They don’t want to underachieve at the state meet for a second straight year. After beating Lassiter at the Cobb County Championships last season, they didn’t even finish in the top 10 at the Class AAAAA state meet. They had to settle for 11th, while the Trojans finished second behind Parkview.
Most of the damage for Walton came when its 200 medley and 200 freestyle relay teams were both disqualified in the preliminaries. Had the disqualifications not happened, and the Raiders finished in the top eight, they would have likely been a top-five team.
The medley relay was disqualified when it was called for a stroke infraction on the breaststroke leg. The freestyle relay was penalized for taking off to early on the third leg.
With most of Walton’s two relay teams returning this season, the DQs still loom, and the swimmers wouldn’t mind going back to the basics.
“Last year, we didn’t have high expectations, but with the DQs, we would have been third last year,” Walton coach Sharon Loughran said. “It’s about execution. If we can get them to execute, they will be very strong.
“In the prelims, there’s no excuse to disqualify. You can’t take off too early in preliminary. In our mind, we have to get in the top heat. We can be a little safer in preliminary, and you can’t DQ.”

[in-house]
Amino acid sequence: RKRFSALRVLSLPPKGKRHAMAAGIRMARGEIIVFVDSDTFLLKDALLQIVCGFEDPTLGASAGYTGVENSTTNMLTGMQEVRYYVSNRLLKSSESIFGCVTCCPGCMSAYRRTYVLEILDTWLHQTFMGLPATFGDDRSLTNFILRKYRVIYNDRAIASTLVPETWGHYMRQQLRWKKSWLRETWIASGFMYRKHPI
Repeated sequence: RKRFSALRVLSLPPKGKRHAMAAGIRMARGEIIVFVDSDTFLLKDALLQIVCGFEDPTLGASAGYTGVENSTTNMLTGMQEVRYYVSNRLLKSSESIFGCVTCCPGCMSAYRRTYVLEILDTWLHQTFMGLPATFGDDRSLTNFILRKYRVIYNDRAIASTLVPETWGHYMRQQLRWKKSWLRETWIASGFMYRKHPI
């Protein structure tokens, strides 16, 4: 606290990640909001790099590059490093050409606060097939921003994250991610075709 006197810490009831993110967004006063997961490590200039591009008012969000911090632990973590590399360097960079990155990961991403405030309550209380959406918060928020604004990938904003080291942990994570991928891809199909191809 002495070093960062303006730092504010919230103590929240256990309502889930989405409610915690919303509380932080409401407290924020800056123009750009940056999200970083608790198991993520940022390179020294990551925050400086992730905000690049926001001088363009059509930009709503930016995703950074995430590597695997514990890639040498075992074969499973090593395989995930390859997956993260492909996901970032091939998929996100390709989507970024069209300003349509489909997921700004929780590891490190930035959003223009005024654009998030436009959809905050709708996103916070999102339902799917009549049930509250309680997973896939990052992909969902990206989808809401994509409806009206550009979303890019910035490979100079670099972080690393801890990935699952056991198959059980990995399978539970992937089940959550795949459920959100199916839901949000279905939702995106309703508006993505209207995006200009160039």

Knowing that swim meets cause a lot of adrenaline due to the crowd noise, Walton’s relays will key in on sharpening their takeoffs.
Loughran said the breaststroke disqualification rule gets a lot of the top swimmers — a topic that will likely be discussed at Thursday’s practice. She stated that the swimmers’ hands have to initiate their breaststroke pullout before kicking off after every start, and every turn, of the race.
Disqualifications often occur when a swimmer’s hands aren’t initiating the breaststroke pullout.
“This (practice) will give us a chance to work out anything that we need to work out and to help us get better as a team,” said Jack Gunning, who was on the disqualified medley relay team last year.
If Walton can remain mistake-free Friday and Saturday, it’s hoping to use its depth to compete with Lassiter and other powerhouses like Parkview, Chattahoochee and Alpharetta.
At the county meet — a competition that averages 15 teams — 20 swimmers from each event can make the finals. At state — where there are close to 50 teams — only 16 are allowed into the final, making depth points less relevant.
But if swimmers like Gunning, Nathan Hufnagel, Thomas Kelley, David Dingess, Jacob Williams can make the top 16 of their individual events, Walton can prosper with its depth.
“With Walton, their front-tier talent is better than last year on both boys and girls,” Kennesaw Mountain coach David Reason said. “That makes them a bigger threat.”